This brings me to Iceland. Like Newfoundland and Labrador, Iceland is a magical place with stunning natural features, a unique island culture and a climate suited for only the toughest people. Like N.L.’s current economic condition, in 2009 Iceland was struggling with a recession from mismanagement at the highest levels. On top of this, Iceland was receiving bad press thanks to the volcanic ash cloud. The government needed to find an industry to diversify the economy, and that industry turned out to be tourism.
To encourage tourism, they created a series of low-cost marketing campaigns through a video series called “Inspired by Iceland.” These videos showcased Iceland’s best features, including its unique culture, natural beauty and inspiring cuisine. These promotions captured the attention of millennial and adventure travellers in Europe and the U.S.A. Despite a drop in tourism elsewhere, a significant economic recession and poor weather, Iceland saw a 263 per cent increase in foreign visitors since 2009 (1.8 million in 2016 from 493,000 in 2009) compared to 4.3 per cent growth in N.L. over the same period (503,000 in 2015 from 483,000 in 2009).
Iceland provides a unique case study on which N.L. can base its future tourism strategy. It is time the N.L. government created a larger advertising budget to better equip our Tourism Department to better target potential tourists in the approximately 850-million-person-strong European and U.S. markets. N.L. has utilized unique lower-cost marketing campaigns before targeting high net worth individuals in Central Canada to great success in increasing tourism and giving the province a much more positive image across the country. Expanding this program will give us access to new markets and raise awareness of the province around the world.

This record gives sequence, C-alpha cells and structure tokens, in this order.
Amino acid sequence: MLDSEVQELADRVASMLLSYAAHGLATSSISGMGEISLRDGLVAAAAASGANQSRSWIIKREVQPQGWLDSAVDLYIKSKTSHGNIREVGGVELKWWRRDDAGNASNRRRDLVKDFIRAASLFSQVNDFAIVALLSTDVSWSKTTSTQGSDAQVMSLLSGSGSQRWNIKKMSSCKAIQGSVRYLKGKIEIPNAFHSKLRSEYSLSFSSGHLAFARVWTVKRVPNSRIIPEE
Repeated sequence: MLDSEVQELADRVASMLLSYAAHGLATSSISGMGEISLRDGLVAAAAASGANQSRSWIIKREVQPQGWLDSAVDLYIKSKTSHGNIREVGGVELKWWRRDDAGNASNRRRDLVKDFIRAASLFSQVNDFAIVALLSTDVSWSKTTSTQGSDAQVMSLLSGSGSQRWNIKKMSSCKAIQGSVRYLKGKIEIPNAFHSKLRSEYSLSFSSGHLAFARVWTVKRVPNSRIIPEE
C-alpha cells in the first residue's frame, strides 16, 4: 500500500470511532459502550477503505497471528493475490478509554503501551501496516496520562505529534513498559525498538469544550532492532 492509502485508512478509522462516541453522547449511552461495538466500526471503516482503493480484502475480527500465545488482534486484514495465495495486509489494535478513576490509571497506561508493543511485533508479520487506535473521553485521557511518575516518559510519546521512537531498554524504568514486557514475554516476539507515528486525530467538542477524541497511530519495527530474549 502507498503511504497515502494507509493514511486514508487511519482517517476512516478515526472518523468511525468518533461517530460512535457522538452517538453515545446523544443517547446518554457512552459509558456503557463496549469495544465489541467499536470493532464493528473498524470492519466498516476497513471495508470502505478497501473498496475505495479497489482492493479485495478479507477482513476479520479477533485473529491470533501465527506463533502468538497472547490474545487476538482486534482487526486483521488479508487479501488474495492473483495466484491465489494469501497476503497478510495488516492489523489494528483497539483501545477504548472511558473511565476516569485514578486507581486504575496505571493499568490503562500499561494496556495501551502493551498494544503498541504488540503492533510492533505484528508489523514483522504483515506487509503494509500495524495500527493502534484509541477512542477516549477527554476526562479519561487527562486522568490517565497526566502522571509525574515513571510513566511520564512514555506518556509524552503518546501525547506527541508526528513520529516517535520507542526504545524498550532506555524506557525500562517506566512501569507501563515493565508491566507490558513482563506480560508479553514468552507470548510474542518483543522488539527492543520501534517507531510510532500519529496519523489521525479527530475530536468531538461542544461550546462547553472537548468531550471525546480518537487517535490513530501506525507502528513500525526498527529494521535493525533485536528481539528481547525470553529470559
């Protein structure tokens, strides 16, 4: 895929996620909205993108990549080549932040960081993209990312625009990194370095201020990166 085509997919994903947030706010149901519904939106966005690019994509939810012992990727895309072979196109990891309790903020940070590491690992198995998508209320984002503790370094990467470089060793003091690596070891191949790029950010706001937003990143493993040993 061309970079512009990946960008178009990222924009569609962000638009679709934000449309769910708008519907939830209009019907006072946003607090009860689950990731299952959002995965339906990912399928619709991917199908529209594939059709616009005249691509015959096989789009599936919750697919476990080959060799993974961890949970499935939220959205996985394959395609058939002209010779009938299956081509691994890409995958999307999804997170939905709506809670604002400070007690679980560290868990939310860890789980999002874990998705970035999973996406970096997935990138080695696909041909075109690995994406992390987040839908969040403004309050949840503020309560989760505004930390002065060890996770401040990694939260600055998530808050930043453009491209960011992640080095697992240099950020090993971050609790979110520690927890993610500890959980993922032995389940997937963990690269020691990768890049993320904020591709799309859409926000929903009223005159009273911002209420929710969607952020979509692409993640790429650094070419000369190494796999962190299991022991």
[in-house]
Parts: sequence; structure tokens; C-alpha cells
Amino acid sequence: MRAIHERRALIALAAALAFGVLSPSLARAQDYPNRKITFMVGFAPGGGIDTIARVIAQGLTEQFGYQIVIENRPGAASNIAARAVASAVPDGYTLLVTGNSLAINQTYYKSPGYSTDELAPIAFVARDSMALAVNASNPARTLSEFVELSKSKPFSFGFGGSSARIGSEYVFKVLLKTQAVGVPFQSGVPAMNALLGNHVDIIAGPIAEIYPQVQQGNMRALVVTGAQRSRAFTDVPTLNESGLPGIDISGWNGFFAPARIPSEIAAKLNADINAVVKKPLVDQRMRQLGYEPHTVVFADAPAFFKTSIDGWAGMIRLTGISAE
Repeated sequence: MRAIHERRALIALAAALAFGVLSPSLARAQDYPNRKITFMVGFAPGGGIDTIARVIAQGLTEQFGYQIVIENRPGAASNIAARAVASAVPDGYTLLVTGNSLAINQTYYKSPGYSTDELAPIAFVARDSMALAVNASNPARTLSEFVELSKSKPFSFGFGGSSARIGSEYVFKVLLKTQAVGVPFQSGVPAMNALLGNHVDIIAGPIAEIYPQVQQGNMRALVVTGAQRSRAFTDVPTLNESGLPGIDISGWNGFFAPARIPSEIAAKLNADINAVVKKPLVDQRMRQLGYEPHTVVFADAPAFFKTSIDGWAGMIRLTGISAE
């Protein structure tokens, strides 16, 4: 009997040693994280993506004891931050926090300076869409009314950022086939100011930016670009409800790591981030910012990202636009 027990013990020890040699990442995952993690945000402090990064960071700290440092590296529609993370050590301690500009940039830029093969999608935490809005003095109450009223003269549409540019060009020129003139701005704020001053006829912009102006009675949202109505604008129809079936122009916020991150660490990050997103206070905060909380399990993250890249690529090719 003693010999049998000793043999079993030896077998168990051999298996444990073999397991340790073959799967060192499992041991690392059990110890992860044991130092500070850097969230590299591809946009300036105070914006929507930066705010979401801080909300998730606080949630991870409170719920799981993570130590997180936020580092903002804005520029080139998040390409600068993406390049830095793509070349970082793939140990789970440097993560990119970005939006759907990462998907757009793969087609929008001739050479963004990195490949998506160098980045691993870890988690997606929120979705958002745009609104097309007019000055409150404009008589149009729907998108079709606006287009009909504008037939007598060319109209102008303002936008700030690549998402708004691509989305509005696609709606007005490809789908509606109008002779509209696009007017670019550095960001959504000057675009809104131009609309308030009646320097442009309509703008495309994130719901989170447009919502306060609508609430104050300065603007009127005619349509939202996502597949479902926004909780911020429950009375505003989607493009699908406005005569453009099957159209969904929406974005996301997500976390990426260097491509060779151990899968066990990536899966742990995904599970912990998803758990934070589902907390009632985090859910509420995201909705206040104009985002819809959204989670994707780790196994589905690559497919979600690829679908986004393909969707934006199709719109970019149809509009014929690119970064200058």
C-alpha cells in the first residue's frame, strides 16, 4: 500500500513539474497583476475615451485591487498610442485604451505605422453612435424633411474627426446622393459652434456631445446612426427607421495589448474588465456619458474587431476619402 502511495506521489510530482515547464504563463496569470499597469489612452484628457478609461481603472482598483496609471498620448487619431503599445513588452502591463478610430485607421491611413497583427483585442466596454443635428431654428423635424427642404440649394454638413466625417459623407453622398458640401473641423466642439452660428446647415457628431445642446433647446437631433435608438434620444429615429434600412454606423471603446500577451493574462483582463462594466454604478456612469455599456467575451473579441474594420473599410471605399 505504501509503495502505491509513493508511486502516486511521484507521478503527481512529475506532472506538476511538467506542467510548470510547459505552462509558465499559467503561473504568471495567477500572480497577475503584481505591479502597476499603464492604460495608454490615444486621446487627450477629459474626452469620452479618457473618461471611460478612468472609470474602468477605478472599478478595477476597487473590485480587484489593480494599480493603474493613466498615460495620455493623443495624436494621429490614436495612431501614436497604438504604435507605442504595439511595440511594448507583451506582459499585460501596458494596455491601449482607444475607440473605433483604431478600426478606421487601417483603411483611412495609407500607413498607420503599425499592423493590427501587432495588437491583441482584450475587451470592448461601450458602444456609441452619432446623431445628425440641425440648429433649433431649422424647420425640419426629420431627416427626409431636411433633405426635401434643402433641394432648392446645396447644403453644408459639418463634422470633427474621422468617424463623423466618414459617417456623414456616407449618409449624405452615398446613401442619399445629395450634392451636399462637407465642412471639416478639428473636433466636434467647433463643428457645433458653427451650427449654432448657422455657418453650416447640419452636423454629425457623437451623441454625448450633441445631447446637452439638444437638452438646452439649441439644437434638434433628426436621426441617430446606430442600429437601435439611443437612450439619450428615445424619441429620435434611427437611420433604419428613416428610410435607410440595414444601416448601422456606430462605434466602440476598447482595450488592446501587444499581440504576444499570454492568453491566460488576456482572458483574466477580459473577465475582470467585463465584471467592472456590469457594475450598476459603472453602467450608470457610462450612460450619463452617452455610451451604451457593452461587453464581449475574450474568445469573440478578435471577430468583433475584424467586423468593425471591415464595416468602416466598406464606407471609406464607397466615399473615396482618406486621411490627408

N.L. is in a better position than Iceland was in 2009, as we have financial backing from Canada, English is our first language, positive press coverage, no terrorism threat and a better geographical location for flights on their way across the Atlantic. With large cities like New York and London battling poor air quality, and with the advent of cheap airfares across the Atlantic, urbanites in these cities have never been thirstier for a unique, authentic and fresh place like N.L.
It is time we capitalized on this and revamped our image and economy at the same time.
Increasing tourism not only helps diversify the economy; new flights that come with it allow other local businesses easier access to new markets. It is not out of the question to have direct flights to Germany, France, Portugal and throughout the U.S.A. Iceland has 200,000 fewer people than us with a less stable economy, and their airport is four times bigger with flights to 80 destinations. There is no reason we can’t have the same.
Originally from St. John’s